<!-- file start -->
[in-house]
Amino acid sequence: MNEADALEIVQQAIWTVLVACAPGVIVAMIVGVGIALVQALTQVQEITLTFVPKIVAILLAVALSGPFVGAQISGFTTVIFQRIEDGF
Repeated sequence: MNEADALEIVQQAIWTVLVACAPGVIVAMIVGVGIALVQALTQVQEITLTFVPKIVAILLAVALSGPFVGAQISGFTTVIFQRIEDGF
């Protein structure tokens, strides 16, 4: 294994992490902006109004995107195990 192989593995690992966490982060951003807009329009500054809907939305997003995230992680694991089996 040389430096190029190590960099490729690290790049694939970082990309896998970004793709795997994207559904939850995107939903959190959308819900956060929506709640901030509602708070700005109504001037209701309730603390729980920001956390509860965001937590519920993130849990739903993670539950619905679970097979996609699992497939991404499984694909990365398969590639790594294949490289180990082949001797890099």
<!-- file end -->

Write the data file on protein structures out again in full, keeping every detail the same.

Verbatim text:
[in-house]
Amino acid sequence: MNEADALEIVQQAIWTVLVACAPGVIVAMIVGVGIALVQALTQVQEITLTFVPKIVAILLAVALSGPFVGAQISGFTTVIFQRIEDGF
Repeated sequence: MNEADALEIVQQAIWTVLVACAPGVIVAMIVGVGIALVQALTQVQEITLTFVPKIVAILLAVALSGPFVGAQISGFTTVIFQRIEDGF
């Protein structure tokens, strides 16, 4: 294994992490902006109004995107195990 192989593995690992966490982060951003807009329009500054809907939305997003995230992680694991089996 040389430096190029190590960099490729690290790049694939970082990309896998970004793709795997994207559904939850995107939903959190959308819900956060929506709640901030509602708070700005109504001037209701309730603390729980920001956390509860965001937590519920993130849990739903993670539950619905679970097979996609699992497939991404499984694909990365398969590639790594294949490289180990082949001797890099």